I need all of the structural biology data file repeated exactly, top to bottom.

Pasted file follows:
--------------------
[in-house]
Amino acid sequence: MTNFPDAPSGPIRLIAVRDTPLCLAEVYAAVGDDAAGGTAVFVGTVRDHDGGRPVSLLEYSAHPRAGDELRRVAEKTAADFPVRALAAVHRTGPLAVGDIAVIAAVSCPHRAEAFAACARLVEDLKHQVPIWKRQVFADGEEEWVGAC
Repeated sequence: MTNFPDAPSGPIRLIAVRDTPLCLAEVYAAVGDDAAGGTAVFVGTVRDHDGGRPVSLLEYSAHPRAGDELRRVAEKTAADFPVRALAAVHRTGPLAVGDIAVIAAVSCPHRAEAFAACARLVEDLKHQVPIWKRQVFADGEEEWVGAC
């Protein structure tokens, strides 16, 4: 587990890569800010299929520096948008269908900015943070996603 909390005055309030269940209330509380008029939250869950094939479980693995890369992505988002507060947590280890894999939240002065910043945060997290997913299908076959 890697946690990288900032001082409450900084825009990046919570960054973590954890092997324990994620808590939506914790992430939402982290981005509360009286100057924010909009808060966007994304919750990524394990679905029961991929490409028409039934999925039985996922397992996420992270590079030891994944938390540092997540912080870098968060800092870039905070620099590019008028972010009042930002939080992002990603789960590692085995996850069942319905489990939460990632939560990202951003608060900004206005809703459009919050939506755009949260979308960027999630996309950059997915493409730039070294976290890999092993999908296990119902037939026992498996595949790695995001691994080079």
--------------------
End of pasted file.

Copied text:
[in-house]
Amino acid sequence: MTNFPDAPSGPIRLIAVRDTPLCLAEVYAAVGDDAAGGTAVFVGTVRDHDGGRPVSLLEYSAHPRAGDELRRVAEKTAADFPVRALAAVHRTGPLAVGDIAVIAAVSCPHRAEAFAACARLVEDLKHQVPIWKRQVFADGEEEWVGAC
Repeated sequence: MTNFPDAPSGPIRLIAVRDTPLCLAEVYAAVGDDAAGGTAVFVGTVRDHDGGRPVSLLEYSAHPRAGDELRRVAEKTAADFPVRALAAVHRTGPLAVGDIAVIAAVSCPHRAEAFAACARLVEDLKHQVPIWKRQVFADGEEEWVGAC
């Protein structure tokens, strides 16, 4: 587990890569800010299929520096948008269908900015943070996603 909390005055309030269940209330509380008029939250869950094939479980693995890369992505988002507060947590280890894999939240002065910043945060997290997913299908076959 890697946690990288900032001082409450900084825009990046919570960054973590954890092997324990994620808590939506914790992430939402982290981005509360009286100057924010909009808060966007994304919750990524394990679905029961991929490409028409039934999925039985996922397992996420992270590079030891994944938390540092997540912080870098968060800092870039905070620099590019008028972010009042930002939080992002990603789960590692085995996850069942319905489990939460990632939560990202951003608060900004206005809703459009919050939506755009949260979308960027999630996309950059997915493409730039070294976290890999092993999908296990119902037939026992498996595949790695995001691994080079």